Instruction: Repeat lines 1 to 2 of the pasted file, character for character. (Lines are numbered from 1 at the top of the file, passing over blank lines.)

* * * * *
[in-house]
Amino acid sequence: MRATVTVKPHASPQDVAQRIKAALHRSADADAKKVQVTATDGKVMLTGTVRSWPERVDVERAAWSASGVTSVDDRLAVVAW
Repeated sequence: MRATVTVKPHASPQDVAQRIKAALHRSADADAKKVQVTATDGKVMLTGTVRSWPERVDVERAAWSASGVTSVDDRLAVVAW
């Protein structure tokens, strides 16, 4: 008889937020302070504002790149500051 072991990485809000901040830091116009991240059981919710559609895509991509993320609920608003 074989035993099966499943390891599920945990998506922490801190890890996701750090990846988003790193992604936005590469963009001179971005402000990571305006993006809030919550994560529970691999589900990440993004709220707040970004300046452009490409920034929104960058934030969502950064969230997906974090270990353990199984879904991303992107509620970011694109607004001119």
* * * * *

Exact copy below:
[in-house]
Amino acid sequence: MRATVTVKPHASPQDVAQRIKAALHRSADADAKKVQVTATDGKVMLTGTVRSWPERVDVERAAWSASGVTSVDDRLAVVAW